Well, now we have at least two contests going on up in the stands, all called forth by that sign, “John 3:16.”  On one hand, there are quite a few folks who are not all that happy to hear about this boundless, unmeasured love of God for the world he created.  On the other hand, some really have a problem with anyone who sings that “There’s no one in this world like Jesus.” But if we can extend the time out for just a bit longer, maybe now is the time to speak more directly to the man holding the sign.  Maybe the best way to do this is to ask a couple of questions to this one who is bearing witness.  And the first goes something like this:  “Well, friend, thank you for your courage and willingness to be a fool for Christ.  What do you think of the voices that shout at you about God not loving this or that group or this or that person?”  What if the man responded this way: 

Well, I am not naïve, and I know there are really bad people in this world, people who hate others and are happy when they make them suffer.  And I also know there are lots of people who even wish me wrong because of my faith.  But, you know, I try to take this Christian faith seriously.  I was reading one Bible commentary on John 3:16 and I really think the writer got it:  “God offers life to his enemies.”**  That’s what I wish these fans and the people watching the game could come to know about God.  It doesn’t make any sense from a human point of view.  And yet, as Jesus told Nicodemus, you have to be born from above to understand these things.  You have to be born of the Spirit. 

Well, now, we didn’t expect to hear that kind of response from our sign-holding friend, did we?  Those words put us on pause.  “God offers life to his enemies.”  That is so insane you do need to be born of the Spirit to believe it, and to live it. 

     Now comes the second issue, the witness to the “only-begotten Son.”  And here, once again, our sign carrier has a word for us: 

See, Jesus is not just another of the “sons” or “daughters” of God.  Although for those of us who believe in him and witness to his truth, we become the children of God.  No, Jesus Christ is the Son of the Father, and the Father gave the Son to be the Word made flesh—to be lifted up on the cross and in glory.  And it is the gift of the Spirit to us that grants us the joy of being born from above.  So I do believe the creed I say every Sunday:  “We believe,…One God, the Father,…One Lord, Jesus Christ,…the Holy Spirit.”  That’s what I mean when I hold up this sign.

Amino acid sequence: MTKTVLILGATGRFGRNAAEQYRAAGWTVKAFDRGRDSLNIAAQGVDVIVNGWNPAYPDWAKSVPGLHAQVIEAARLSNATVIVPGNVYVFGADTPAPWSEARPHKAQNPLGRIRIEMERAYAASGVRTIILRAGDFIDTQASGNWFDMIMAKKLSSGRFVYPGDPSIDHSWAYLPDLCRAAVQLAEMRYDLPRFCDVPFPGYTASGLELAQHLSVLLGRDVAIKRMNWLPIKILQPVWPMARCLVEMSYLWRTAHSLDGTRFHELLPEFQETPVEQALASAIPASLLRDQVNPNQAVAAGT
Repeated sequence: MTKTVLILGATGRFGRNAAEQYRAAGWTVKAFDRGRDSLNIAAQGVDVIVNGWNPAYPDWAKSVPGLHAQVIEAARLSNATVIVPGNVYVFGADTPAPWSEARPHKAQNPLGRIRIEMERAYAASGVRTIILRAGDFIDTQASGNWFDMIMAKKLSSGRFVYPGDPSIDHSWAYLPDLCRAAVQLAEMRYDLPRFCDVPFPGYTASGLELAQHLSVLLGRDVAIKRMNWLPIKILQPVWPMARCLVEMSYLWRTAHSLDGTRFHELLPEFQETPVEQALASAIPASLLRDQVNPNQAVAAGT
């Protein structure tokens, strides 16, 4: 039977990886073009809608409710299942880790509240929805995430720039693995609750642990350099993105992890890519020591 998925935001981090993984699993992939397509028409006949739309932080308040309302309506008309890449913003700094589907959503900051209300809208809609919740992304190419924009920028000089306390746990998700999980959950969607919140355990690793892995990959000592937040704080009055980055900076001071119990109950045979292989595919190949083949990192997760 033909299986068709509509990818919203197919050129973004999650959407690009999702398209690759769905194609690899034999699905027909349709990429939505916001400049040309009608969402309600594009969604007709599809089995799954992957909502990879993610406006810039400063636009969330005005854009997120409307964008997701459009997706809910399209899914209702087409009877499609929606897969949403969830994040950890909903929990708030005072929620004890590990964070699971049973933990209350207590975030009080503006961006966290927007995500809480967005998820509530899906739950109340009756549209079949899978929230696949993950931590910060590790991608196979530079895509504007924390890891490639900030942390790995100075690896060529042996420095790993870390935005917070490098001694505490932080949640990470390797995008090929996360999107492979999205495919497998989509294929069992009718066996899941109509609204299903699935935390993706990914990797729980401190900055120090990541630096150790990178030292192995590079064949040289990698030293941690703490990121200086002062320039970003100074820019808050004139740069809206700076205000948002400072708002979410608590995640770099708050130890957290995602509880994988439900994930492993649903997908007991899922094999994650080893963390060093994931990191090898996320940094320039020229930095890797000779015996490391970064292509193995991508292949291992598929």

Now once again, our friend has caused us to pause and think.  He has just confessed the historic creed of the church and links his belief to bearing witness.  He seems rather compelled to show his sign to the world every chance he gets.  He wants no one to perish, wants everyone to hear the gospel and respond in belief.  He names himself as one of the children of God and confesses Jesus as the only-begotten Son. 

     The next question comes naturally.  We ask the man about his church, the community that proclaims the Catholic faith each Sunday.  How do they live it out, this faith in the Holy Trinity?  So our friend tells us about his parish, its vital worship, the sacramental life of the people.  And he goes on to speak about the ways in which his church lives out its Triune faith—the missional caring for the poor and homeless, the witness for life and human dignity—for the unborn, the sick, and the dying.  He tells about the prison ministry the parish has begun and how they have such a passion for making new Christians.  And he adds, “And would you believe that we just had an interreligious dialogue with those who do not believe John 3:16?  And then the man with the sign turns the tables on us.  “So what do you think about John 3:16?  Do you believe it?  And if you do, how do you bear witness to this insane love of God?”  Well, fortunately, the time out is over and the noise of the crowd drowns out any response to his questions.  Still, we do recall that our Lord asked that same question to Martha right before he called Lazarus out of the tomb.  “Do you believe this?”  May we be so born of the Spirit that we will never be a Nicodemus “secret Christian,” but remain a child of the light.  And as children of God, we will soon be fed with the Bread come down from heaven and be strengthened to bear witness to the love of God in his world.


 *”There’s No One in This World Like Jesus,” Trad. Shona, Zimbabwe.  English trans. by  Patrick Matsikenyiri.

**Paul S. Minear, The Martyr’s Gospel.  New York: Pilgrim Press, 1984.  41.